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‘Bigfoot’ Briefly Barred From NH Court For Attire

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Jonathan Doyle tried to enter New Hampshire Supreme Court in a Bigfoot costume. (Photo Credit: Carl Stevens/WBZ NewsRadio 1030)

Jonathan Doyle tried to enter New Hampshire Supreme Court in a Bigfoot costume. (Photo Credit: Carl Stevens/WBZ NewsRadio 1030)

CONCORD, N.H. (CBS) – A man tried to enter the New Hampshire Supreme Court building wearing his Bigfoot costume on Thursday, but was initially denied entry.

Say what?

Guards at the door of the building asked Jonathan Doyle to take off the costume and put on a suit coat.

Doyle complied and entered the court with his attorney to fight for his right to finish his film on Mt. Monadnock.

WBZ NewsRadio 1030’s Carl Stevens reports.

“I just wanna go back up the mountain, and finish my silly little film and have a good time, as usual. And so, hopefully in doing that, other people will be able to share that same joy,” said Doyle.

The state, though, argues not only are permits required to ensure public safety on the mountain, but the permit is needed because Doyle was bothering people when he was filming on the mountain two years ago. Doyle disagrees.

“We were not aggressive, and we were very polite and we were enjoying ourselves,” said Doyle, who believes the state trying to repress his right to free speech. “Bigfoot wasn’t a scary creature. He wasn’t… something to be afraid of.”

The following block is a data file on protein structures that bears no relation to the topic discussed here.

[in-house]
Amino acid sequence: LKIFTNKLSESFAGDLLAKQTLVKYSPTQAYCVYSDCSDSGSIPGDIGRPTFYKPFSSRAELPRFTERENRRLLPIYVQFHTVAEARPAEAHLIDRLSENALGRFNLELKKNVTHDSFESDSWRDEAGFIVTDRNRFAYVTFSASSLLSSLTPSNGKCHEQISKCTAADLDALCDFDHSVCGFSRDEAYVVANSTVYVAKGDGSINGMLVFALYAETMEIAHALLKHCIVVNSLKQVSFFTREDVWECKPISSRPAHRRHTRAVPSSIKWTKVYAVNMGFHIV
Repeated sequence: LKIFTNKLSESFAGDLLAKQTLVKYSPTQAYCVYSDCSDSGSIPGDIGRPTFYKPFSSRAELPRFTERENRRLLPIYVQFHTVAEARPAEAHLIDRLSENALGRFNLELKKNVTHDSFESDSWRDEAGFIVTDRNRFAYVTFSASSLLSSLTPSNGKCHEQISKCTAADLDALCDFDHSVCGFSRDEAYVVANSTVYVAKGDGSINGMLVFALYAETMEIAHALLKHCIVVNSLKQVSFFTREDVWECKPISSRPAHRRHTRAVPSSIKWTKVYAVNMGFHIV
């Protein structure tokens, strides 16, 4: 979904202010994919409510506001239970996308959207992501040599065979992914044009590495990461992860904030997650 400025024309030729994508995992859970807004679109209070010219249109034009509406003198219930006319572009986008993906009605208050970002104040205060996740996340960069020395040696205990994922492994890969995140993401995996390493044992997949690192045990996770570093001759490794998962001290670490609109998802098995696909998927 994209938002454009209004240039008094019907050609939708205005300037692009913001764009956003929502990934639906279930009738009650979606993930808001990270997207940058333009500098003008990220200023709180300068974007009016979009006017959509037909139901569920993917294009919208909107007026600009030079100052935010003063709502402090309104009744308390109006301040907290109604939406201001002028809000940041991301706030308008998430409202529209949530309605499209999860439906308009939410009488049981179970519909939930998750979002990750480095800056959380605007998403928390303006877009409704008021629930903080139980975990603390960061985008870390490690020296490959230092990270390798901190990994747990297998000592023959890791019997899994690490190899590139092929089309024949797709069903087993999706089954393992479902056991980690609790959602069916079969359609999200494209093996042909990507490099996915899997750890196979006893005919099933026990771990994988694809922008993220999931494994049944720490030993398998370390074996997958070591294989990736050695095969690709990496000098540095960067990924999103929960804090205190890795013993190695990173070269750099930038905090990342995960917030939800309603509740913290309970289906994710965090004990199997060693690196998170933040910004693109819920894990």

His attorney, Barbra Keshen, argued that Doyle doesn’t need a permit.

“It’s important to look at the activity. The activity of creating art is to protect it,” said Keshen.

But, artists draw crowds, and crowds can create a danger on top of a mountain. One justice asked: What if Lady Gaga wanted to perform on Mt. Manadnock?

“The thing about Lady Gaga is there should be a permitting requirement, and we don’t dispute that there should be a permitting requirement that regulates large groups, and how large groups get to use the state property,” said Keshen. “But, there should not be a permitting requirement when it comes to small, expressive activity.”

The state requires permits for anything outside normal, recreational activity. The attorney argued that the law is too broad, and some of the justices seem sympathetic to that argument.

One justice, for example, asked the state’s attorney Matthew Mavrogeorge: What if someone wants to take wedding pictures up on the mountain? That’s not really “normal, recreational activity.” Mavrogeorge replied that he didn’t know whether wedding pictures would require a permit.

A ruling on the Bigfoot case is expected in a couple months.

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